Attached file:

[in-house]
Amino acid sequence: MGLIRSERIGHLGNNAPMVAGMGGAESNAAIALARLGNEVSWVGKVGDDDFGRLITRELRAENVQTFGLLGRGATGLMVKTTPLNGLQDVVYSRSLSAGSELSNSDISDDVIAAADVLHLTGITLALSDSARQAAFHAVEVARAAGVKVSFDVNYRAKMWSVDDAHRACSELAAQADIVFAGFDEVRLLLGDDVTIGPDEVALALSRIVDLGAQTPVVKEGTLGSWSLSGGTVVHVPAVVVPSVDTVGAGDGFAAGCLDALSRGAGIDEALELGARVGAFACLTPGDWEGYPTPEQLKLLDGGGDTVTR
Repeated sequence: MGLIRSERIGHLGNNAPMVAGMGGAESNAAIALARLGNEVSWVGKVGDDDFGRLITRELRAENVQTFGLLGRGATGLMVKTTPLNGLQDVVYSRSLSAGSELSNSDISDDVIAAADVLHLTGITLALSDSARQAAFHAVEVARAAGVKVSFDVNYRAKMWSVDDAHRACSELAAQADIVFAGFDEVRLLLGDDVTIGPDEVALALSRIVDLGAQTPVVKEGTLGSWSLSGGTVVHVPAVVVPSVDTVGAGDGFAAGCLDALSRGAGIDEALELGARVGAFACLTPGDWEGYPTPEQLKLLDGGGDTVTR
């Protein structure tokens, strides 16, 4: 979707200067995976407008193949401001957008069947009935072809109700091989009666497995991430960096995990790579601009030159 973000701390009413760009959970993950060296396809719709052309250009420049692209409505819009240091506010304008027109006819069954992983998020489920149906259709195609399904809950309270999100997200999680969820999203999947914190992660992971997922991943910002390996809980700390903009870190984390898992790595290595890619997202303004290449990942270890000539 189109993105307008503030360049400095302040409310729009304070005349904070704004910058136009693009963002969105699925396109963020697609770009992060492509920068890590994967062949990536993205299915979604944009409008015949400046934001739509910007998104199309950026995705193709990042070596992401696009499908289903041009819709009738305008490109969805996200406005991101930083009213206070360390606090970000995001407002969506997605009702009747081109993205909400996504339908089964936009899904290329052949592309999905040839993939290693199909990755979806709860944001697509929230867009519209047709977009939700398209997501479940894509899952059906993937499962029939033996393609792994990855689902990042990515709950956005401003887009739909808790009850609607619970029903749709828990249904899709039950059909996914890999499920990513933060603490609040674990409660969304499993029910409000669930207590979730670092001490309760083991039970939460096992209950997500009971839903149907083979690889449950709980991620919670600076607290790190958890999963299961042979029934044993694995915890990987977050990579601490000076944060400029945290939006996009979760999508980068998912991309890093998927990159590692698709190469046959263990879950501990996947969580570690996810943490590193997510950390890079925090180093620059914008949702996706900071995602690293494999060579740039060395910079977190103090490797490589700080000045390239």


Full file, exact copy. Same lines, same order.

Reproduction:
[in-house]
Amino acid sequence: MGLIRSERIGHLGNNAPMVAGMGGAESNAAIALARLGNEVSWVGKVGDDDFGRLITRELRAENVQTFGLLGRGATGLMVKTTPLNGLQDVVYSRSLSAGSELSNSDISDDVIAAADVLHLTGITLALSDSARQAAFHAVEVARAAGVKVSFDVNYRAKMWSVDDAHRACSELAAQADIVFAGFDEVRLLLGDDVTIGPDEVALALSRIVDLGAQTPVVKEGTLGSWSLSGGTVVHVPAVVVPSVDTVGAGDGFAAGCLDALSRGAGIDEALELGARVGAFACLTPGDWEGYPTPEQLKLLDGGGDTVTR
Repeated sequence: MGLIRSERIGHLGNNAPMVAGMGGAESNAAIALARLGNEVSWVGKVGDDDFGRLITRELRAENVQTFGLLGRGATGLMVKTTPLNGLQDVVYSRSLSAGSELSNSDISDDVIAAADVLHLTGITLALSDSARQAAFHAVEVARAAGVKVSFDVNYRAKMWSVDDAHRACSELAAQADIVFAGFDEVRLLLGDDVTIGPDEVALALSRIVDLGAQTPVVKEGTLGSWSLSGGTVVHVPAVVVPSVDTVGAGDGFAAGCLDALSRGAGIDEALELGARVGAFACLTPGDWEGYPTPEQLKLLDGGGDTVTR
């Protein structure tokens, strides 16, 4: 979707200067995976407008193949401001957008069947009935072809109700091989009666497995991430960096995990790579601009030159 973000701390009413760009959970993950060296396809719709052309250009420049692209409505819009240091506010304008027109006819069954992983998020489920149906259709195609399904809950309270999100997200999680969820999203999947914190992660992971997922991943910002390996809980700390903009870190984390898992790595290595890619997202303004290449990942270890000539 189109993105307008503030360049400095302040409310729009304070005349904070704004910058136009693009963002969105699925396109963020697609770009992060492509920068890590994967062949990536993205299915979604944009409008015949400046934001739509910007998104199309950026995705193709990042070596992401696009499908289903041009819709009738305008490109969805996200406005991101930083009213206070360390606090970000995001407002969506997605009702009747081109993205909400996504339908089964936009899904290329052949592309999905040839993939290693199909990755979806709860944001697509929230867009519209047709977009939700398209997501479940894509899952059906993937499962029939033996393609792994990855689902990042990515709950956005401003887009739909808790009850609607619970029903749709828990249904899709039950059909996914890999499920990513933060603490609040674990409660969304499993029910409000669930207590979730670092001490309760083991039970939460096992209950997500009971839903149907083979690889449950709980991620919670600076607290790190958890999963299961042979029934044993694995915890990987977050990579601490000076944060400029945290939006996009979760999508980068998912991309890093998927990159590692698709190469046959263990879950501990996947969580570690996810943490590193997510950390890079925090180093620059914008949702996706900071995602690293494999060579740039060395910079977190103090490797490589700080000045390239």